The harvest goddess had an important role in ancient cultures. Around the world celebrations are still held to honor the harvest Goddess. These festivals mark the end of the summer and the gathering and storing of foods to last through the leaner months of winter.
Whilst the Goddesses of the harvest names may no longer be recalled at many harvest festivals and Thanksgiving celebrations, gratitude is still expressed for the earth’s great bounty.
Opposite is an photograph of a bronze statue of Fortuna, the Roman Goddess of good fortune. Here we see her shown holding the cornucopia a symbol of an abundant harvest. This photograph was taken by Ken Thomas at the Discovery Place Science Museum in Charlotte. It is from an exhibition of objects from Pompeii and is thought to have been used for private household worship.
Below I have collected a list of names of harvest Goddesses from around the world including the well l known ones like Demeter and Ceres. I have included brief descriptions of their festivals and the types of offerings made to them so that you can get ideas for creating your own ritual or decorate your altar space to mark this occasion.
I grew up in Norfolk an agricultural region of Britain where corn dollies were woven at harvest time to represent the harvest goddess.
Traditionally she was plaited from the last sheaf of wheat, providing a winter home for the corn spirit to ensure an abundant harvest the following year.
Autumnus (Roman) – The personification of autumn, she represents the abundance of nature and the time of the fruit and nut harvest.
Braciaca (Celtic) – Her name comes from the Celtic word “ braci,” that historian Pliny describes as a cereal crop used to brew a fermented drink. Alcohol was used in ceremonies to alter everyday perception and as a gateway to the sacred realms. This tradition continues with a wine or mead filled chalice being passed around the circle in many pagan rites. In France winegrowers continue to hold parades to celebrate the wine harvest.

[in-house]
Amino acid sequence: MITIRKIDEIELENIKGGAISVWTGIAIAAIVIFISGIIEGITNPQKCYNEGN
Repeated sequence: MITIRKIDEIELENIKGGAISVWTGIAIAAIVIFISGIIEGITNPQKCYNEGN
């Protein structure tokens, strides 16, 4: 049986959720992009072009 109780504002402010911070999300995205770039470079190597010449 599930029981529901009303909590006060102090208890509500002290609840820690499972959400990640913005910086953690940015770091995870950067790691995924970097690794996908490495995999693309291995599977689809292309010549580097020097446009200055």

Ceres (Roman) - The Goddess of corn, her name means to “create,” and has become the root word for cereal used to describe a range of grains. There were two main festivals held in her honor one on April 19th known as the Cerealia when the seeds were sown to encourage a bountiful harvest and another in August. The later was a more secretive ritual performed by woman in the home where the reaping of plants was recognized as part of the process of preparing and storing it for human consumption.
Corn Mother (Native American) – The spirit of corn, bringing abundance and healing from the earth. Special dances are still conducted in her honor. To the Pueblo Indians she is known as Selu or Santa. The First Nation people of the plains called her Uti Hiata.
Chicomecoatl (Aztec) – Goddess of sustenance and fertility. She is usually depicted with her body covered with red paint and carrying ripened ears of corn/maize.
Demeter (Greek) - Harvest Goddess responsible for the growing, preserving and harvesting of grain. As the grain Goddess she also became the patron Goddess of Millers and bakers. A three day festival called the Thesmophoria was celebrated by the married women of Athens. They fasted and prepared themselves for a feast where offerings of corn fruits and nuts were made to Demeter.